I have been working on test knitting all of my yarns, something I have wanted to do for a long time, but just couldn’t quite seem to accomplish. It’s not like I know nothing about my yarns – I have knit with Haughty, Coquette, and Coquette Lace and I dye and handle all of them and know their hand and that they are all fantastically milled, consistent yarns with practically invisible joins and zero knots. I have been very picky about what yarns I will add to my line, but that is still not the same as having spent dozens of hours knitting with them. Knitting them has given me much better information about things like whether they are splitty, prone to pilling, how they block, stitch definition and subtle preferences about fibers and blends that are harder to articulate. I discovered that I absolutely love Minx, a yarn I had not carried much because it’s relatively high price just didn’t seem justified. The Bluefaced Leicester is a rare wool and I know it is prized by some knitters, but I didn’t really understand why from a tactile perspective until I knit Across the Pond with it. It occupied a sort of perfect place for me I found – it has that “wool” feel, that slightly wiry loftiness, but with a luster, strength and softness that remind me of silk, and blending it with silk and cashmere just play up it’s sheen and softness. Minx is a near perfect yarn for me, but I had to spend some to time with it to learn that.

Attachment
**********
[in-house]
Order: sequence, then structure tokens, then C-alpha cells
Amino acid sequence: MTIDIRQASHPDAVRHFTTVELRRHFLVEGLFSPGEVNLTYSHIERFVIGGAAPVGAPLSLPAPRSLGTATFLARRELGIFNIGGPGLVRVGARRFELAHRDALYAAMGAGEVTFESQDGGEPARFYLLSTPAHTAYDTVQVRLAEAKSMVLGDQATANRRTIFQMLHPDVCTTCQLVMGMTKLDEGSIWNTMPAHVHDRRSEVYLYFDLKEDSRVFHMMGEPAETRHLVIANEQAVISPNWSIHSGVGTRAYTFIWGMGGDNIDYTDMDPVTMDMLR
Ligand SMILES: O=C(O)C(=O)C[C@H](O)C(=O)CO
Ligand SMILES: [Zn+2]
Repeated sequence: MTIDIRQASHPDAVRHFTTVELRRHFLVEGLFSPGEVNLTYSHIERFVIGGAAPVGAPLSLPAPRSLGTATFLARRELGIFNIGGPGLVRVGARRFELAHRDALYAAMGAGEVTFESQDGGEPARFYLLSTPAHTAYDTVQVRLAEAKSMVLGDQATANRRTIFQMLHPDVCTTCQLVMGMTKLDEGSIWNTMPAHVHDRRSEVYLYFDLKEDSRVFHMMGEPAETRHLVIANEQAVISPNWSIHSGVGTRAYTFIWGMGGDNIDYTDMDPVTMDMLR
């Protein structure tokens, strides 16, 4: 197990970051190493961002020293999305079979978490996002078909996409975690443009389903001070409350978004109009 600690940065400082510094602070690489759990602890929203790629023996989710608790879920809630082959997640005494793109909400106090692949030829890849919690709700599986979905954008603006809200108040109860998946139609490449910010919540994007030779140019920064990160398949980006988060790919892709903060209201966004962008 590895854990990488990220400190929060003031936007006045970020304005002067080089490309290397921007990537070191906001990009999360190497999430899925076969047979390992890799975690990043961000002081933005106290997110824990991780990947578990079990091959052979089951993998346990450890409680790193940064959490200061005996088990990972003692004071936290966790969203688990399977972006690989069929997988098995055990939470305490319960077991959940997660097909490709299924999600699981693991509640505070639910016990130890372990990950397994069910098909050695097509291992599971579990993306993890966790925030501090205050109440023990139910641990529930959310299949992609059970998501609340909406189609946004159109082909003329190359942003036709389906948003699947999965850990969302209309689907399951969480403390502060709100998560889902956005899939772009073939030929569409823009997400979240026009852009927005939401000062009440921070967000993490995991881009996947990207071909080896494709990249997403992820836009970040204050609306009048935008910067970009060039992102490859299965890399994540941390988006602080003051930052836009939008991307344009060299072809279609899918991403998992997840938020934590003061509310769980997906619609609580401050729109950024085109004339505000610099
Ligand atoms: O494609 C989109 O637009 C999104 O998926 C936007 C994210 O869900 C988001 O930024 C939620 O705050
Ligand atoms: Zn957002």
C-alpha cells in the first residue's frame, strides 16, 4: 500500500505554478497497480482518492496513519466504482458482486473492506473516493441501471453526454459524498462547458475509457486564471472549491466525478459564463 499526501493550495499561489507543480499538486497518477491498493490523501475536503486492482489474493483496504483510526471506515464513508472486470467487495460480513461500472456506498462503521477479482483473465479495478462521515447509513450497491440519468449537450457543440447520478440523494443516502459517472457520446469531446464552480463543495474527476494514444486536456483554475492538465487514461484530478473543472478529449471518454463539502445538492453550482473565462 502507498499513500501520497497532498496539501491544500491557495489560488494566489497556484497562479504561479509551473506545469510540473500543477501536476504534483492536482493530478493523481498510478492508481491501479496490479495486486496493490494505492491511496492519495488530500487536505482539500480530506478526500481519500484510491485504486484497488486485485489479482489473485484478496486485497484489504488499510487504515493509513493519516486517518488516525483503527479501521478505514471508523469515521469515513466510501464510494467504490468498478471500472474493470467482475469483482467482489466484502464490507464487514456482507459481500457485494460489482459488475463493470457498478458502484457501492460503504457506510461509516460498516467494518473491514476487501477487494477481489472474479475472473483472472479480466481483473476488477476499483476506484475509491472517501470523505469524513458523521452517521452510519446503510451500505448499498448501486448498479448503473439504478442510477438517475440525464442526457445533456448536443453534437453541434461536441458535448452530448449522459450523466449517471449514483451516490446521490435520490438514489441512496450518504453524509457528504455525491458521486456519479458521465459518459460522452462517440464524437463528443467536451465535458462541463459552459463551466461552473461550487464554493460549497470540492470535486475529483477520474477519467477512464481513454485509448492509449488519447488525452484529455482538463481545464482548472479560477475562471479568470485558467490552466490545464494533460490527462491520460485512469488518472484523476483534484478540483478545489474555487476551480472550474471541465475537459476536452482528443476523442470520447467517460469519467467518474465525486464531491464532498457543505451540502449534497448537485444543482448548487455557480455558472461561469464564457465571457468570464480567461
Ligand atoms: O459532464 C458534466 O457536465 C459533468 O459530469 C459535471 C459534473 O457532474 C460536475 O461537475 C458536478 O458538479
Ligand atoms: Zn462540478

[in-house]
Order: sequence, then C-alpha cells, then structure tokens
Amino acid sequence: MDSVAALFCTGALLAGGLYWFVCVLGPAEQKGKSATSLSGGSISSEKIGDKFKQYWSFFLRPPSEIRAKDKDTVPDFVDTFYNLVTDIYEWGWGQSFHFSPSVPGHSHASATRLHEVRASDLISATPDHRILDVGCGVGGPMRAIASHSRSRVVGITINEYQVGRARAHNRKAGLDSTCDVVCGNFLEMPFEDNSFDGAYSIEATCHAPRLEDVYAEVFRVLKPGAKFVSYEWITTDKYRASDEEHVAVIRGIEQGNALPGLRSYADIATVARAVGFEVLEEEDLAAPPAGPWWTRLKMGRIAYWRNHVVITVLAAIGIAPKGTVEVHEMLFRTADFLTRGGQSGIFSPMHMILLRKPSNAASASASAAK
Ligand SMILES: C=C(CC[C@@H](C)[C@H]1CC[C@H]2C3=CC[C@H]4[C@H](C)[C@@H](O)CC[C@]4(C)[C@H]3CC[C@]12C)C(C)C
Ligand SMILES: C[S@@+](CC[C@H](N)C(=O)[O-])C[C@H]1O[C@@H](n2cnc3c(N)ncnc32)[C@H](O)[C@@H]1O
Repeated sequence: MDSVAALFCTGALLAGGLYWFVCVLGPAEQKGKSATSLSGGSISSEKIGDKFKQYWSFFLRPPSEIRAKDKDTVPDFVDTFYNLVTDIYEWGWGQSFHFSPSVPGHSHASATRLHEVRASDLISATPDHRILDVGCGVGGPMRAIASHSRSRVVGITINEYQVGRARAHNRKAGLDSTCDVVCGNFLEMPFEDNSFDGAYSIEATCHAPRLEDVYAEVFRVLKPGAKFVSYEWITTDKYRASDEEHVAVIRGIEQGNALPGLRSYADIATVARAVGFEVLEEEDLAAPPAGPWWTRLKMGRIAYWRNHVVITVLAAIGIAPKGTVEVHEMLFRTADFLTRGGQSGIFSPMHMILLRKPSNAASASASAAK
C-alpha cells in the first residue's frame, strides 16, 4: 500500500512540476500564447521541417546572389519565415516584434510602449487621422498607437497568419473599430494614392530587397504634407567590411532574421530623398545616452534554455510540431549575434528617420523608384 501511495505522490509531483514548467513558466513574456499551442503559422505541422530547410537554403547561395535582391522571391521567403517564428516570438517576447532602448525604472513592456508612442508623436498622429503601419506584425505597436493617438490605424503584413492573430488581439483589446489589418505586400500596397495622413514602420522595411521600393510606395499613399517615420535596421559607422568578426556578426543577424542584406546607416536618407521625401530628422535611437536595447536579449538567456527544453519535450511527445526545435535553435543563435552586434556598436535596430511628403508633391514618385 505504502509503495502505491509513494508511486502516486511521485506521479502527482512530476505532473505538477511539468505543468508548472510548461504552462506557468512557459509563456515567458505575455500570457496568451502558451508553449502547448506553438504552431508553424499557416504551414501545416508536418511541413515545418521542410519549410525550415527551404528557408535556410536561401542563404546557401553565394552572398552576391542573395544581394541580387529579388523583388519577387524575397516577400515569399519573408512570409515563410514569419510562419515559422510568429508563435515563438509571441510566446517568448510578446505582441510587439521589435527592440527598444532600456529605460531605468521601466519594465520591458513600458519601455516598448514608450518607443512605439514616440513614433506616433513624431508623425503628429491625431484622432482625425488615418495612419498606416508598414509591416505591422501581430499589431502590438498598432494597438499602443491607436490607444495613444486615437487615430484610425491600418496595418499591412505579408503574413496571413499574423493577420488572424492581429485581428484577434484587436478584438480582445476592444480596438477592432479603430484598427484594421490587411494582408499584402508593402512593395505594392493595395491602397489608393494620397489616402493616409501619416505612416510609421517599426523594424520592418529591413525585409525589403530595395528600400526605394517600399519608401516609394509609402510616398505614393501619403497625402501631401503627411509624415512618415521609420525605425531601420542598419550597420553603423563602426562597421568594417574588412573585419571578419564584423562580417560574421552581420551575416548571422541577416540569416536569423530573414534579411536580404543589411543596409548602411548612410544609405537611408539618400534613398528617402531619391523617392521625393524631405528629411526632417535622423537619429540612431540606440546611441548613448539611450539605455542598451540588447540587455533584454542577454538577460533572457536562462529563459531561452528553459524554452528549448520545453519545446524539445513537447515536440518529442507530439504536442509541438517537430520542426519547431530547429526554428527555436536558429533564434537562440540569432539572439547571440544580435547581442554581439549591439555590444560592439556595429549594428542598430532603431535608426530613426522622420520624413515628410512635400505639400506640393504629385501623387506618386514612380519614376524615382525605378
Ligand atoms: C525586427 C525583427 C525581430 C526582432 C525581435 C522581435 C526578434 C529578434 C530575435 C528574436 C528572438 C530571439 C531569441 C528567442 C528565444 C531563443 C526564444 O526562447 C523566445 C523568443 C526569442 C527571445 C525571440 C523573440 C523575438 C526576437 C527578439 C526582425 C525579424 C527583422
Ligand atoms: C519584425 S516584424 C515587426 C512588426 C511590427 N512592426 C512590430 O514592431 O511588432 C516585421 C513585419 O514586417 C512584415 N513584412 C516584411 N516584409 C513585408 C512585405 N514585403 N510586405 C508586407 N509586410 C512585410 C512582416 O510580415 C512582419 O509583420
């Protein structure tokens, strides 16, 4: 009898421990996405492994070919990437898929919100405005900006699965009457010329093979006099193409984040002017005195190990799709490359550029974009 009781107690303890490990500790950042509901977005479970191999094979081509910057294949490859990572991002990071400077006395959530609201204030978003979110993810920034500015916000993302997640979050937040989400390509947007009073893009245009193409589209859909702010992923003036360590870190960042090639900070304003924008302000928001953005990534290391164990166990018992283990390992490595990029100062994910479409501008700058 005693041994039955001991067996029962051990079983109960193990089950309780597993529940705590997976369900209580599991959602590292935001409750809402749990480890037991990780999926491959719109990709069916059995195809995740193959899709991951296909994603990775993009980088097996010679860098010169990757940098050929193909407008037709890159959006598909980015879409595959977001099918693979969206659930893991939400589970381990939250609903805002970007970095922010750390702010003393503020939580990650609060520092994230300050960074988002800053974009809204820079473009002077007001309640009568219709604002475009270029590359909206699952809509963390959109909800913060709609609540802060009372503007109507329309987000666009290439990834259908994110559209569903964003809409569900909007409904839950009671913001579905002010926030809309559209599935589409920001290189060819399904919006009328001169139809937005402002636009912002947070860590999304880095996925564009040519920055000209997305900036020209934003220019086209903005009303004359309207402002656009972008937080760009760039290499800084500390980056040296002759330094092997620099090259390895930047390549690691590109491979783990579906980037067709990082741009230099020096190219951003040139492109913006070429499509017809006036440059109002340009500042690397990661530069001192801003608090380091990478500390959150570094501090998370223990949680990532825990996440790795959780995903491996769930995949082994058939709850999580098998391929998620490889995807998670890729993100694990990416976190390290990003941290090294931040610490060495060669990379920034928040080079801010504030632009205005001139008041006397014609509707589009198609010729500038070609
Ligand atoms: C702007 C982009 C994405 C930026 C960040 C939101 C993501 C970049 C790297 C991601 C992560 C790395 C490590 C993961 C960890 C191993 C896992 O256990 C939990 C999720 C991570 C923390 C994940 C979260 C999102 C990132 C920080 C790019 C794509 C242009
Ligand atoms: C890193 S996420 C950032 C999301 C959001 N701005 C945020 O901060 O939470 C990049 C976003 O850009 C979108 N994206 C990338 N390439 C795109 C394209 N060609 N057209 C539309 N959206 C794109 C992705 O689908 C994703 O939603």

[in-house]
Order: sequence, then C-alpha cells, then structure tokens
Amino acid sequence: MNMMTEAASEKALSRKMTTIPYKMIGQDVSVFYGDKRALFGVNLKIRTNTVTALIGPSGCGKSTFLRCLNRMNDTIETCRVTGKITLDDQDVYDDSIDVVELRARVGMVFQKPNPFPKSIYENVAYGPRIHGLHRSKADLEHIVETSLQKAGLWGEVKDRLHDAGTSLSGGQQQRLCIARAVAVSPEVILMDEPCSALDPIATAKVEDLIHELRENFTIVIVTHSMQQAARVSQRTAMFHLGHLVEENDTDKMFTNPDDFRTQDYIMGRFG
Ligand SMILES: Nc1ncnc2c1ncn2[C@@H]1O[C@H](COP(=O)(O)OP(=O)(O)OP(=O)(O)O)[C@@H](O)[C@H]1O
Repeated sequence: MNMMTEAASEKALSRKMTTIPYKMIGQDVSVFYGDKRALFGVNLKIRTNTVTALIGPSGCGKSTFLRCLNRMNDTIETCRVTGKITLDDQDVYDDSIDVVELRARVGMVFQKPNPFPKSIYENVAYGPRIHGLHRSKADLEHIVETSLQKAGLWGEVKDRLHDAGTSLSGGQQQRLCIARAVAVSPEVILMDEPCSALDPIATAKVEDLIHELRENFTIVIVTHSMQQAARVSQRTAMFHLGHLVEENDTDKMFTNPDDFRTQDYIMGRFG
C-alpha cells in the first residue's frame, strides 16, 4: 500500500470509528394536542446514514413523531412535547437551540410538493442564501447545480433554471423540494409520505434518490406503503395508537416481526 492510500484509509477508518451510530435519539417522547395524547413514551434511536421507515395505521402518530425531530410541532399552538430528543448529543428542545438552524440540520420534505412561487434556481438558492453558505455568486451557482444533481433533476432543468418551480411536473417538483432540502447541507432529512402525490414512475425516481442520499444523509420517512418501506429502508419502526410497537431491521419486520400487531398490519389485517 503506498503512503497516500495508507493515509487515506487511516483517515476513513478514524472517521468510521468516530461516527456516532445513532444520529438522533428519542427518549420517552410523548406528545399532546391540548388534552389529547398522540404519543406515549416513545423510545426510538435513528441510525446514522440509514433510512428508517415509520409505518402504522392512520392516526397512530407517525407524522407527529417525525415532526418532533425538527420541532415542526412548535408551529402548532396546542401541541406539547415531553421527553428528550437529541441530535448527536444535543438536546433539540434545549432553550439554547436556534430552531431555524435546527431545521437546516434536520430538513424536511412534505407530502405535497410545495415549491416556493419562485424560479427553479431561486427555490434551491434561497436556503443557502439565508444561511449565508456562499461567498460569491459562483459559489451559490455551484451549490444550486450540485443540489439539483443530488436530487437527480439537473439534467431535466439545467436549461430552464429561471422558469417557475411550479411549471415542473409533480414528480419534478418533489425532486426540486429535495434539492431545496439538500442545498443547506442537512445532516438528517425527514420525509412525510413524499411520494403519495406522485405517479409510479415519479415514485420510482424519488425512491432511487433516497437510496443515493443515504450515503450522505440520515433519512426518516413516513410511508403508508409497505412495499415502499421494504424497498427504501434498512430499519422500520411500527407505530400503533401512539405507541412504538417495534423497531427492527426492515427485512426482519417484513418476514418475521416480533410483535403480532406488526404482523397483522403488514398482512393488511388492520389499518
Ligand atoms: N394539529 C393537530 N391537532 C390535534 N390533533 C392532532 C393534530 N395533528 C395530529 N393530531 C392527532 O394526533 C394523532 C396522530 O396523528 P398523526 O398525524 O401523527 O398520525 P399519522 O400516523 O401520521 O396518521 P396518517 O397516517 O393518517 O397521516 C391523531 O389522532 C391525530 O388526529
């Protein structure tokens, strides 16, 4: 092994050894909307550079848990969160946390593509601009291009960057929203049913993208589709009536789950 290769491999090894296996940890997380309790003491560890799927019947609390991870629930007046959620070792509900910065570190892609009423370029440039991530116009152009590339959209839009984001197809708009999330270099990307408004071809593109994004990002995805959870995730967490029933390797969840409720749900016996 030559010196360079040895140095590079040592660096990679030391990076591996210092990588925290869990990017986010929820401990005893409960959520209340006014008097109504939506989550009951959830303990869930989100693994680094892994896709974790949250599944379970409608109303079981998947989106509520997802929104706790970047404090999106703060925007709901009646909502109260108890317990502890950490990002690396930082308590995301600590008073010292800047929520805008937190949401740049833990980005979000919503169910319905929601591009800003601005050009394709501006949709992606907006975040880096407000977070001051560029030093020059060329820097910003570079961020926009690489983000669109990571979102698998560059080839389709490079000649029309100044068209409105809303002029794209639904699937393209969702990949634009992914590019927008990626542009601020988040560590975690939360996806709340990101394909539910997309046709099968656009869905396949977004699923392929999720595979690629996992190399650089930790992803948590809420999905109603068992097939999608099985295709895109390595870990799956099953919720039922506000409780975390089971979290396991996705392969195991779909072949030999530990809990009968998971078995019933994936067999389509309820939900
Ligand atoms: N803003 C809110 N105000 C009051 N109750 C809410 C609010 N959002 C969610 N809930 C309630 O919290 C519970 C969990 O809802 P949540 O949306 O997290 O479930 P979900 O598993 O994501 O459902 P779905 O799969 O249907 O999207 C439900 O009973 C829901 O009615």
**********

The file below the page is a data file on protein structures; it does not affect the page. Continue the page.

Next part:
Since I enjoyed the Bluefaced Leicester so much in a blend, I decided to try a batch of 100% BFL in an Aran weight to do some traditional sweater knitting. I knitted Fimma, an Icelandic sweater, for my little boy in under a week. I am pretty happy with how it turned out, although I always feel like my colorwork tension could improve a bit and I need to work on my technique for changing colors each row to keep that space from opening up at the start of the row where you dropped one color and picked up a new one. But given how hard my kid is on all of his things, I am not sweating the little imperfections too much. As far as the yarn… I admit it is not the crazy soft decadent yarns I am accustomed to, but taken on it’s merits – as a pure wool spun with traditional sweater knitting in mind, it’s a lovely yarn. It is soft as far as wool goes and it has a bit of drape to it that distinguishes it from merino, plus it’s silky sheen. It is clearly a stronger fiber than merino – it has long staple and I suspect this sweater is going to wear wonderfully. So, for traditional sweater knitting where you need a hard wearing wool but still want something special that is softer and more luminous that traditional wool, Ardent, in 100% Superwash Bluefaced Leicester, is a great choice.
Ardent will be available tonight, Friday February 26th, at 7pm, PST.